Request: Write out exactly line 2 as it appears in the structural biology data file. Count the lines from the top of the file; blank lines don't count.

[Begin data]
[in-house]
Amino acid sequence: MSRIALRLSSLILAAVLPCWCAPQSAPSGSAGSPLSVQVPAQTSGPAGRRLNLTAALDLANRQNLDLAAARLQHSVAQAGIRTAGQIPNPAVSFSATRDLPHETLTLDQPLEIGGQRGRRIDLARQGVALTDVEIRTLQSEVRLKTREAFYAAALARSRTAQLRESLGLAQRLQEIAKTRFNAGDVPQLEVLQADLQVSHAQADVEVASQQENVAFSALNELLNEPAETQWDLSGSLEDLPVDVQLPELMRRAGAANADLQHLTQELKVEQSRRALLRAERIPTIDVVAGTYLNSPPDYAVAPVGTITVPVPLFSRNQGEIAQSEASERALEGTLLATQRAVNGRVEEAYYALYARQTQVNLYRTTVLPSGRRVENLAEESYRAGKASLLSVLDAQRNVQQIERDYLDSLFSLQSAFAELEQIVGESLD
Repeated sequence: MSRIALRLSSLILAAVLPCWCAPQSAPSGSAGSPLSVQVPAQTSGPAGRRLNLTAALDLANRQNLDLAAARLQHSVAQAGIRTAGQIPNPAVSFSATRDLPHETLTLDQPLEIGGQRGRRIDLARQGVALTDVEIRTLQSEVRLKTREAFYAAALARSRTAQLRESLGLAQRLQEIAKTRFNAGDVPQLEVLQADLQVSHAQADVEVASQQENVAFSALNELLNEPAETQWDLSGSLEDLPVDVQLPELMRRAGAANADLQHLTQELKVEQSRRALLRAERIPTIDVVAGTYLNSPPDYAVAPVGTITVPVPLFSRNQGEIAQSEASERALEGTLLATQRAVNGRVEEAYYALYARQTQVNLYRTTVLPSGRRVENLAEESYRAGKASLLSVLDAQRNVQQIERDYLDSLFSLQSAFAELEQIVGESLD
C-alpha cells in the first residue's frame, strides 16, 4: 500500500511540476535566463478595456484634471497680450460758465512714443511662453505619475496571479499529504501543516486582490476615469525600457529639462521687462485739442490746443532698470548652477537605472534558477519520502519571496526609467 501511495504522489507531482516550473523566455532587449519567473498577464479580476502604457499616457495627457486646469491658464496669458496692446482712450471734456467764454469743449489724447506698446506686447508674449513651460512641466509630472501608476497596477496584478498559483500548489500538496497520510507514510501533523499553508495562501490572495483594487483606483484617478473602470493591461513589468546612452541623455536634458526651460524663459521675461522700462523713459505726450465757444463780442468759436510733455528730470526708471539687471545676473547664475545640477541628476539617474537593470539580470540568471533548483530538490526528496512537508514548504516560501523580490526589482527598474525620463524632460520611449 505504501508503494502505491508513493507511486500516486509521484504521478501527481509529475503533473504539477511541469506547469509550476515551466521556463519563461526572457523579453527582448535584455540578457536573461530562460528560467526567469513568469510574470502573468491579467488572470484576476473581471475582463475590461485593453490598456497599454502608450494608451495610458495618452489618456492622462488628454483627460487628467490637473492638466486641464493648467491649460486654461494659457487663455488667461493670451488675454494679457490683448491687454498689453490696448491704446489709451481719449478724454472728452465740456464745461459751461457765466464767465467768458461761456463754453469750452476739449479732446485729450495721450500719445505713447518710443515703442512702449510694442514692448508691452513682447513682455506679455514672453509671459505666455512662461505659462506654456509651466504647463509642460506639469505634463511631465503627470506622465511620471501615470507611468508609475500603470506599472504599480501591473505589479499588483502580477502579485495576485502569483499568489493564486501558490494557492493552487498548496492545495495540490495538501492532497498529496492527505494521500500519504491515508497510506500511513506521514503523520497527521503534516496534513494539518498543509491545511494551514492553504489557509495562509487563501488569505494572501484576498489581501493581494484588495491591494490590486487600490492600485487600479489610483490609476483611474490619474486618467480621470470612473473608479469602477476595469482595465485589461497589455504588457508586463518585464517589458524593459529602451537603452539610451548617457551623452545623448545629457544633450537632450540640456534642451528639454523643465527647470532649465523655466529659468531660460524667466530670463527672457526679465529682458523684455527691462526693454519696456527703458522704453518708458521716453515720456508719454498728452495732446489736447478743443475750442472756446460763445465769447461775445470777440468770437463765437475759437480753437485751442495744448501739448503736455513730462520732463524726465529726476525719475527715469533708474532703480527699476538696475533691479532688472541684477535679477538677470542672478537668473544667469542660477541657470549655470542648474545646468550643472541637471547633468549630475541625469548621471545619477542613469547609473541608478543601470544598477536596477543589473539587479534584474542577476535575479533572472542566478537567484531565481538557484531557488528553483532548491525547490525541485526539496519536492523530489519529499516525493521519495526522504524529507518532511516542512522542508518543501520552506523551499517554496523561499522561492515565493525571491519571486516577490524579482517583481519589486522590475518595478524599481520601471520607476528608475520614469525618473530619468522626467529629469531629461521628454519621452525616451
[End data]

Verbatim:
Amino acid sequence: MSRIALRLSSLILAAVLPCWCAPQSAPSGSAGSPLSVQVPAQTSGPAGRRLNLTAALDLANRQNLDLAAARLQHSVAQAGIRTAGQIPNPAVSFSATRDLPHETLTLDQPLEIGGQRGRRIDLARQGVALTDVEIRTLQSEVRLKTREAFYAAALARSRTAQLRESLGLAQRLQEIAKTRFNAGDVPQLEVLQADLQVSHAQADVEVASQQENVAFSALNELLNEPAETQWDLSGSLEDLPVDVQLPELMRRAGAANADLQHLTQELKVEQSRRALLRAERIPTIDVVAGTYLNSPPDYAVAPVGTITVPVPLFSRNQGEIAQSEASERALEGTLLATQRAVNGRVEEAYYALYARQTQVNLYRTTVLPSGRRVENLAEESYRAGKASLLSVLDAQRNVQQIERDYLDSLFSLQSAFAELEQIVGESLD